FAQ
Re: this announcement, I should probably mention that there's
another solution in this space that we've been using in production
for a good while now: launchpad.net/godeps. It actually predates
Keith Rarick's godep. It's somewhat simpler that most other
tools (some might say it's a bit simplistic :-]), but it works for us.

By convention, we save dependencies in the top level
of a project with:

     godeps -t ./... > dependencies.tsv

The output has one line for each dependency (one
per repository, not one per package) holding a tab-separated
tuple (path, vcs-type, hash).

We update dependencies with:

    godeps -u dependencies.tsv

That's it, pretty much.

Here's its usage message:

Usage:
godeps [flags] [pkg ...]
godeps -u file [flags]

In the first form of usage (without the -u flag), godeps prints to
standard output a list of all the source dependencies of the named
packages (or the package in the current directory if none is given).
If there is ambiguity in the source-control systems used, godeps will
print all the available versions and an error, exiting with a false
status. It is up to the user to remove lines from the output to make
the output suitable for input to godeps -u.

In the second form, godeps updates source to versions specified by
the -u file argument, which should hold version information in the
same form printed by godeps. It is an error if the file contains more
than one line for the same package root. If a specified revision is not
currently available, godeps will attempt to fetch it, unless the -F flag
is provided.

   -F=false: when updating, do not try to fetch deps if the update fails
   -P=1: max number of concurrent updates
   -n=false: print but do not execute update commands
   -t=false: include testing dependencies
   -u="": update dependencies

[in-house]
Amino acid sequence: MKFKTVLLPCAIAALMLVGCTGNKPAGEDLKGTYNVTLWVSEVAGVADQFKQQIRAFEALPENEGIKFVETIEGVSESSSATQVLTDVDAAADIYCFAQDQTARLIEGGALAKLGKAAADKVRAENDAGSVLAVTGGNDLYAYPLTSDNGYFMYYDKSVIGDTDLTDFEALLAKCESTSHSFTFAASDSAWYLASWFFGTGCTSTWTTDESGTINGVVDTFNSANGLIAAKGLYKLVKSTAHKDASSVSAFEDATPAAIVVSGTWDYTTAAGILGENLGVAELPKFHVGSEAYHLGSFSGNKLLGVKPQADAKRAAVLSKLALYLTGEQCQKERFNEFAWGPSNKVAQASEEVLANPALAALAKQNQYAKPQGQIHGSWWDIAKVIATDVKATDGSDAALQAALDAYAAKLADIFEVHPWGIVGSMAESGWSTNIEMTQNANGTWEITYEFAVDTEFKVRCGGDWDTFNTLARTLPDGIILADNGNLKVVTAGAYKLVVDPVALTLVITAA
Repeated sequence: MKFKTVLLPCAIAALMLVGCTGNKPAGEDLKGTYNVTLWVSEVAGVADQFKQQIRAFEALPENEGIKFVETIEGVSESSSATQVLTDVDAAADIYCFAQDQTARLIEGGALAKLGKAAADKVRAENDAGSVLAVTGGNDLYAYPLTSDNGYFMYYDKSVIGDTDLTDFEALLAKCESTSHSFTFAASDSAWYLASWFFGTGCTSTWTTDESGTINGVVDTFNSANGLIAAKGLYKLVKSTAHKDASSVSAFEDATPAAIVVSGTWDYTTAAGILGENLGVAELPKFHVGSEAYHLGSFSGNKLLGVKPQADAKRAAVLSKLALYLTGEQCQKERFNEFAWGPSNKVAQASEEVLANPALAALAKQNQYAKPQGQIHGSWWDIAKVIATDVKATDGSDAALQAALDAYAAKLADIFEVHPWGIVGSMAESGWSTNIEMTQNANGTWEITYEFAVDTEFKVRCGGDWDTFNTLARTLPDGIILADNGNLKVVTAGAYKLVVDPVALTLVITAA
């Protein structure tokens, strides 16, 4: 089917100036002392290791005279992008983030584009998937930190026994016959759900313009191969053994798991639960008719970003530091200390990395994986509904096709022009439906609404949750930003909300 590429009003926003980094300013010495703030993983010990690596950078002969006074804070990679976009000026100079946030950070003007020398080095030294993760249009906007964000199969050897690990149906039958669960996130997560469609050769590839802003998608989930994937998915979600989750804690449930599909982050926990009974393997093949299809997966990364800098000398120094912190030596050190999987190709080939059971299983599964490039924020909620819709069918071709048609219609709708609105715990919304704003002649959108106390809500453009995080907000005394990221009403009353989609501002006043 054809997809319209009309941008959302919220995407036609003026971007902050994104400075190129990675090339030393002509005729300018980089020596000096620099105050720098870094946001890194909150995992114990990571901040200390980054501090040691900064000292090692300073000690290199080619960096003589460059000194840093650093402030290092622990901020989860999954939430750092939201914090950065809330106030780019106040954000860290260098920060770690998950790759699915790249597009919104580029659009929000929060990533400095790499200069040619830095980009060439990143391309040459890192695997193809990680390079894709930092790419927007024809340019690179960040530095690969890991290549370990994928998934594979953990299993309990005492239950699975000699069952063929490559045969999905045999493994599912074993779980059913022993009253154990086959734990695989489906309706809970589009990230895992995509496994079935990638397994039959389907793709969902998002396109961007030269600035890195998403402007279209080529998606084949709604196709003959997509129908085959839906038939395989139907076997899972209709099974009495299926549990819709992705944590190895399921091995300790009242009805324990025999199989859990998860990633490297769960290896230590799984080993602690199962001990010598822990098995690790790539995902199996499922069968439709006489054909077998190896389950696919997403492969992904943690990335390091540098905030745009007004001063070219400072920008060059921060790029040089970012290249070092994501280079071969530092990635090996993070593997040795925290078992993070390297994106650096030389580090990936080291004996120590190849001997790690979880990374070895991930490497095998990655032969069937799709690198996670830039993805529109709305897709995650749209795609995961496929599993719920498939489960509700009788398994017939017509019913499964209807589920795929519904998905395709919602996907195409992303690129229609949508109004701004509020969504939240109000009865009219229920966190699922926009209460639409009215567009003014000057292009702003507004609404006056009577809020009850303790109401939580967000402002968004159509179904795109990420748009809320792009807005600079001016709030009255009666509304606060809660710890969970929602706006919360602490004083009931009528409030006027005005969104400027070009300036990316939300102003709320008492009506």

-x=false: show executed commands

cheers,
    rog.

On 5 August 2014 14:48, robfig wrote:
Announcing a vendor-less dependency management tool.

https://github.com/robfig/glock

## Overview

This one is very simple. It provides 2 commands and a version control hook:

"glock save project" writes the transitive root package[1] dependencies of
all packages under "project/..." to a GLOCKFILE
"glock sync project" updates all packages listed in project/GLOCKFILE to the
listed version.
"glock install project" installs a version control hook that watches for
changes to project/GLOCKFILE and incrementally applies them.

Glock is similar to "godep -copy=false"

GLOCKFILEs are simple text files that record a root package's version, e.g.

bitbucket.org/tebeka/selenium 02df1758050f
code.google.com/p/cascadia 4f03c71bc42b
code.google.com/p/go-uuid 7dda39b2e7d5
...

## Workfow

Here's the expected flow for working with a Glock-managed repo:

Clone the repo
"glock sync" your GOPATH
"glock install" the hook
"glock save" when you add/update a dependency


## Use case

At work, we keep our Go code in one repo (rather than many small ones) and
use a single GOPATH. This tool allows us to gain reproducible builds, with
version updates automatically propagated to the team via the hook, with the
following advantages:

We still use the normal Go toolchain / dev process (e.g. not having to run
everything in a godep sandbox). We can more easily contribute to 3rd party
libraries, since they are not in a vendor sandbox or have rewritten import
paths.
We avoid the repo bloat of checking in our dependencies (> 100 MB), in
addition to the extra churn. Updating a dependency involves a change to one
line of a text file instead of thousand-line diffs.
Much easier and less error-prone than manually checking in dependencies.
Developers don't have to fight git because git wants to make the project a
submodule instead of just checking in the files. Running glock on your CI
server or as a pre-commit hook can ensure that any new dependencies have
been recorded.

Hope it's useful for others as well. There is some more information in the
README

Questions / comments?

-Rob

[1] "root package" refers to the base package in a repository. For example,
although code.google.com/p/go.net/websocket is a Go package,
code.google.com/p/go.net is the "root package", and any dependencies on
non-root packages roll up to the root.

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